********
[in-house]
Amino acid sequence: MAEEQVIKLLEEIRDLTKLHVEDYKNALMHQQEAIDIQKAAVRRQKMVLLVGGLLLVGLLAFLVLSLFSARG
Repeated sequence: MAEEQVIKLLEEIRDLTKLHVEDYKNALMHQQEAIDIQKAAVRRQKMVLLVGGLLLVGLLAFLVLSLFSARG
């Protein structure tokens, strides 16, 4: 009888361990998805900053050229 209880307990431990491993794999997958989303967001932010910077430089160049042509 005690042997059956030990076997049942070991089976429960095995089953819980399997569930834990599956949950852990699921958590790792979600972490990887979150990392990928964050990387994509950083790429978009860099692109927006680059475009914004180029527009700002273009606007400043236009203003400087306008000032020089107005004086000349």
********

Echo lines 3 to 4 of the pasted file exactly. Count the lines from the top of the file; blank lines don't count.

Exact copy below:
Repeated sequence: MAEEQVIKLLEEIRDLTKLHVEDYKNALMHQQEAIDIQKAAVRRQKMVLLVGGLLLVGLLAFLVLSLFSARG
């Protein structure tokens, strides 16, 4: 009888361990998805900053050229 209880307990431990491993794999997958989303967001932010910077430089160049042509 005690042997059956030990076997049942070991089976429960095995089953819980399997569930834990599956949950852990699921958590790792979600972490990887979150990392990928964050990387994509950083790429978009860099692109927006680059475009914004180029527009700002273009606007400043236009203003400087306008000032020089107005004086000349």